The Clothes Make the Man stemmed from one short story I wrote during a workshop. We were to take something we didn’t want to talk about in our lives and write a fictional character around it. I chose to write about gender identity and my own body struggles. The story spawned a main character, Arthur, who lives at the intersection of his trans masculine identity and life in a super-fat, female body.

I put the story away for several months, unsure whether I wanted to put it out in the world. Finally, a close friend suggested Arthur’s story would do well in the novella-in-flash format—that is, a collection of stand-alone stories that all center on the same theme.

The rest of the stories came in irregular bursts of inspiration, but after the first several, I set out to specifically write about turning points in Arthur’s life. This collection is quite personal to me. Trans voices are important, and while I think trans stories are getting more attention, fatness is a subject that is often overlooked, particularly with a fat main character who doesn’t lose weight to ultimately find happiness. (Or at least hopefulness.)

While I wanted to be authentic in talking about Arthur’s body dysphoria, the bigotry he faces from the outside world, and other struggles, I also wanted him to experience joy, to face things with a gentle and wise sense of self. And I wanted him to have a stalwart friend, so I gave him Professor Greer, a man who is unequivocally team Arthur throughout the story.

It’s heartwarming to me how many people find something to relate to in Arthur—even if they aren’t dealing with the exact same issues, Arthur’s journey to self-acceptance resonates with people who have taken those steps themselves.

Alex Jones, author of The Night Class (David A. Jones Dec 2022)

THE NIGHT CLASS is a coming of age drama, the story of Samantha (Sam) Bower, a young university teaching assistant, who is studying hard to make a career for herself as a psychologist, while also struggling to overcome the trauma of a childhood of abuse and abandonment, and navigating a journey of self-discovery. The main story is set within the current social context of recent Residential School revelations and Canada’s need for addressing Truth and Reconciliation with its Indigenous Peoples. The secondary story is a love/hate relationship between two of the story’s main characters: Hunter, a young Indigenous student, and Terri, a middle-age Caucasian woman who has returned to university as an adult student.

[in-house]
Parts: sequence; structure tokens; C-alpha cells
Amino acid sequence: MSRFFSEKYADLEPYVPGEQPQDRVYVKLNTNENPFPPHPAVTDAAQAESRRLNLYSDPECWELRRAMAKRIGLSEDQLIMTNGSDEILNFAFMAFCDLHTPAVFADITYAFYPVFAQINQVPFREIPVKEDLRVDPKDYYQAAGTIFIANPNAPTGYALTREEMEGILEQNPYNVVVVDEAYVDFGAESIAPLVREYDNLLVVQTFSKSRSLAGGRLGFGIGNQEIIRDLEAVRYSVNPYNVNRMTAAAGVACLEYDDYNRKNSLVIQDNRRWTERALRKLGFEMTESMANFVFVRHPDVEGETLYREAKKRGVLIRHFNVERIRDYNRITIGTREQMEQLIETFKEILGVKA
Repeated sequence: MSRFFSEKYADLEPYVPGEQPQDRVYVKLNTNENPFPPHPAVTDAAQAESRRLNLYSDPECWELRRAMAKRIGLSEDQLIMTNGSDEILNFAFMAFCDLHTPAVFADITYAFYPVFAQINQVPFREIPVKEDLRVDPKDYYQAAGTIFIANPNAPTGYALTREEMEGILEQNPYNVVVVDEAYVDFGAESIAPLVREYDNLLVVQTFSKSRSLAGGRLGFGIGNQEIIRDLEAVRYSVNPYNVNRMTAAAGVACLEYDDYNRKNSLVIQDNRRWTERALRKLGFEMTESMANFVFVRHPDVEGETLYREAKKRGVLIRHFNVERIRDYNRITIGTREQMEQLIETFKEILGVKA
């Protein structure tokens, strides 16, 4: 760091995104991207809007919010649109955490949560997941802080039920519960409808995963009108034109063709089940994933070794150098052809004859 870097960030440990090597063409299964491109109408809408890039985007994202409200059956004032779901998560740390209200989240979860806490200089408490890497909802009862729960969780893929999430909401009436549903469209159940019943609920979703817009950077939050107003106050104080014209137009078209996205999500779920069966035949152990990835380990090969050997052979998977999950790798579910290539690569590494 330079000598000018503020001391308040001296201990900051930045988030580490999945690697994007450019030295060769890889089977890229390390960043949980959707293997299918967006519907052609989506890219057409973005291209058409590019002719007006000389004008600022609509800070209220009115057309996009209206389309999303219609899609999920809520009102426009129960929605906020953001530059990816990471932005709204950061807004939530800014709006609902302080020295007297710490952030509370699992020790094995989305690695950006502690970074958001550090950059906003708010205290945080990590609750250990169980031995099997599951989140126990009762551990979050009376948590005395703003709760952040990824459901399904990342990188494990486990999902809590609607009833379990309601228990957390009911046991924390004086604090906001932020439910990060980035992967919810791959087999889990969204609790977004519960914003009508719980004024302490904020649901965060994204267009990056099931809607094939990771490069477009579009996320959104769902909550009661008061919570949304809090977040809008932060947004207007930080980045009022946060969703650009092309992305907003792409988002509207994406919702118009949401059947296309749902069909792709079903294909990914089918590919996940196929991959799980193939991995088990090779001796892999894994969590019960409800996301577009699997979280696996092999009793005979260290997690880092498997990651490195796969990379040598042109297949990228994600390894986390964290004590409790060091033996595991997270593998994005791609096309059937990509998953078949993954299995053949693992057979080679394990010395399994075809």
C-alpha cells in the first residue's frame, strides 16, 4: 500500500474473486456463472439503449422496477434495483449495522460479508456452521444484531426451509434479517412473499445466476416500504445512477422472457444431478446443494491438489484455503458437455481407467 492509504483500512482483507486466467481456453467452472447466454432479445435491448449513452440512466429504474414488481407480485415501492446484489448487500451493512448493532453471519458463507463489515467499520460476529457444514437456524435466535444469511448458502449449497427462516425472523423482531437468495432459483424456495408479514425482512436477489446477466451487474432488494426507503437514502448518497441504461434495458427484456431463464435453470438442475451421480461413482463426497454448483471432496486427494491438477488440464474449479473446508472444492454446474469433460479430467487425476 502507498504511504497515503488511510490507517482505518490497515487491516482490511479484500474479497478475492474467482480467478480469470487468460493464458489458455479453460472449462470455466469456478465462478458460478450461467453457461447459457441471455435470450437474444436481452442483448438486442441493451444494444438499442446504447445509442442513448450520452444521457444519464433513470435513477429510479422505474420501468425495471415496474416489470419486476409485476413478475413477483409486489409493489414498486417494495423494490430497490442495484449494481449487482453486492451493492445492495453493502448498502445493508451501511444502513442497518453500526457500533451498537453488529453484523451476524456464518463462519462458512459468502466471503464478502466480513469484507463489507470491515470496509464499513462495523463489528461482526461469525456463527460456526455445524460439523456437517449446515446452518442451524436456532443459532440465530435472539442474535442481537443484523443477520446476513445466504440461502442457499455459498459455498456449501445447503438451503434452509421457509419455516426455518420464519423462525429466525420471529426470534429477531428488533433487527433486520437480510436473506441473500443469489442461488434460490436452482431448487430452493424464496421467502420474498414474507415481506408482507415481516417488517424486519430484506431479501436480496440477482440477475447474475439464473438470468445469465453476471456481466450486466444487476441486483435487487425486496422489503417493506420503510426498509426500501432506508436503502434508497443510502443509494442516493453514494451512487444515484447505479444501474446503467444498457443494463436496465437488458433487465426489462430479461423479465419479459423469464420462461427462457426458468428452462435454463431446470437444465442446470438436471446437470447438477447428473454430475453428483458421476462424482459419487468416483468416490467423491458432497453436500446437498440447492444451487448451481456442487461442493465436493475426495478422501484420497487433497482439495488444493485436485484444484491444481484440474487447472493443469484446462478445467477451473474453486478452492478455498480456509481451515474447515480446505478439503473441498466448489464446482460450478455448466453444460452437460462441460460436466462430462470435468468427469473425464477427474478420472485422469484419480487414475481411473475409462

Sam’s journey of self-discovery is turned upside-down when she discovers that her real father is Indigenous, at the same time that she has been tasked with trying to keep a racially mixed team of eight undergraduate students from self-destructing as they attempt to satisfactorily complete a controversial, assigned team project on Truth and Reconciliation. While the stakes for her students are whether they pass or fail the course, the stakes for Sam are much greater. She has been struggling with her grades in grad school, has yet to decide on a thesis project, and her career goal of teaching at a university may be in jeopardy if she fails to successfully mentor her students. The team members’ individual personality quirks soon cause tempers to flare and racial tension and emotions to boil over, creating a perfect storm of dysfunction that threatens to derail both the team and Sam’s mental health.

THE NIGHT CLASS isn’t just the story of Sam’s coming-of-age journey: it is also a political commentary about the lack of progress to date in the Truth and Reconciliation process between Canada’s Indigenous and non-Indigenous communities. The story is a layer of different metaphors for the racial mix of Canadian society, the Truth and Reconciliation process in Canada, the complicated relationship between Canada’s Indigenous and non-Indigenous peoples, and the coming-of-age identity crisis that non-Indigenous Canadians are facing as they grieve their loss of innocence in the wake of the residential school fallout.